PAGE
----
He’s been called an “idiot” and a “reckless adrenaline junkie” whose sky-high stunts have him knocking on death’s door. Now, the man who claims to be one of the people seen “surfing” on the roof of a moving subway train in Toronto is speaking out about his stunts and the looming threat of a police arrest.
After communicating with CTV News via direct messages for weeks, the young man behind a shocking Canada Day video that made headlines across the country agreed to an exclusive interview.
During our online conversations he made his feelings about the press clear, telling me: “I don’t speak to the media.” That is, until now. After multiple messages he recently agreed to meet near a busy downtown Toronto intersection.
His real name remains a mystery, although he asked that I call him Chase, a name that plays off his social media moniker (his Instagram handle is @thechase.TO) He arrived for our meeting wearing a suit and tie, while donning a full black face mask with a white skull painted on the front and two holes cut out for his eyes. Perplexed passersby stopped and stared as we walked along Yonge Street towards our interview location.
When asked why he feels the need to show up wearing a mask, Chase was quick to point out that anonymity is essential to him. “None of this would happen if I wasn’t anonymous.”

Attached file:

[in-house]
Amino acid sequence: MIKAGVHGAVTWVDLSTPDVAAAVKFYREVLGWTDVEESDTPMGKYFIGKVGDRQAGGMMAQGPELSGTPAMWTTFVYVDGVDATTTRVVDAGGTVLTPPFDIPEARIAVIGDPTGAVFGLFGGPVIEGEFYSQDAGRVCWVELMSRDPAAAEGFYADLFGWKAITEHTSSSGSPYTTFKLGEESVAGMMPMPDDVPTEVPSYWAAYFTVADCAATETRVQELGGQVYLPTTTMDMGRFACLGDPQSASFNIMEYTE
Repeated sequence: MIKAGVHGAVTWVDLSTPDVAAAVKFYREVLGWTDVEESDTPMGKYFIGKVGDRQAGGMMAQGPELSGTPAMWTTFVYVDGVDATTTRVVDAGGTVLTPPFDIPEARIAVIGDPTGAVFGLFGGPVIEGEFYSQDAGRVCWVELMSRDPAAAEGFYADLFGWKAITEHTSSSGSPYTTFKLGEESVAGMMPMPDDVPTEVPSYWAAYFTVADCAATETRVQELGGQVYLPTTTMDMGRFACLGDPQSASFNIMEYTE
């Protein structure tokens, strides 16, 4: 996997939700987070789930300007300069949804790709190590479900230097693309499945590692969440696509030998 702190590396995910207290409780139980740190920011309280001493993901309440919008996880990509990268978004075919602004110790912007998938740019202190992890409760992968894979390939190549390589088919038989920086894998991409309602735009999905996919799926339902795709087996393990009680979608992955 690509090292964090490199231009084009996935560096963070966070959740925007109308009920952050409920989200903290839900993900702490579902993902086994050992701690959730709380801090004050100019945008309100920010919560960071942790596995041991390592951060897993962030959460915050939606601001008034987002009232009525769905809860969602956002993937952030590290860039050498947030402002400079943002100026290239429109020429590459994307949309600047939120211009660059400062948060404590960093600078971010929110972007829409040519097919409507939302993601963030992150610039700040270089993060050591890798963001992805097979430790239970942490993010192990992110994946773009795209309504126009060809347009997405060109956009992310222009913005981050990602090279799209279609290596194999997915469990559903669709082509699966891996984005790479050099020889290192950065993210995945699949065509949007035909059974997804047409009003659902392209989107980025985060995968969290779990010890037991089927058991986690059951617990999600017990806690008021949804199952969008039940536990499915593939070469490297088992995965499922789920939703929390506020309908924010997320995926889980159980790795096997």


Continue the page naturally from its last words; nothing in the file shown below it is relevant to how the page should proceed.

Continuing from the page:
The masked man said he is in his early 20s and he’s Canadian. That’s the only personal information he’s willing to divulge. He has reason to be wary, though. On Canada Day weekend Chase posted a shocking video of himself and at least one other person “train surfing” on top of a rapid transit train in the north end of Toronto, resulting in an official investigation being launched into the individuals behind the stunt.
The Toronto Transit Commission tells CTV News it has handed off its investigation to the Toronto Police Service, who confirm a detective has been assigned to the case, which is still in its early stages. Chase agreed to speak with CTV News while also aware that the authorities are looking for him. He said his message to the TTC is: “it’s nothing personal.”
Chase claims to have climbed and traversed across cranes, trains and rooftop ledges without a safety harness in various places across Canada, as well as a dozen other countries.
A video posted on his YouTube page in January 2022 shows an individual climbing what is described as a Soviet cold war radar located in the Chernobyl exclusion zone. In the video you can hear someone with an accent warning that “it’s dangerous” to climb. Chase admits that it’s a place “you’re really not supposed to go to.”
He said he’s part of what’s known globally as the “URBEX” community, an acronym used as an umbrella title for urban explorers. Some of them, like Chase, take stomach-turning footage of themselves free climbing sky-high structures around the world, and then edit their videos and post them on social media for all to see.
Chase said he started doing that about seven years ago when, as a teenager, a close friend took him up to the roof of a school. Since then he’s been climbing higher and higher, even as the ever present danger increases. He said that he comes from a rock climbing background. CTV News asked him if he’s concerned that a copycat might see his videos and then go and try something similar.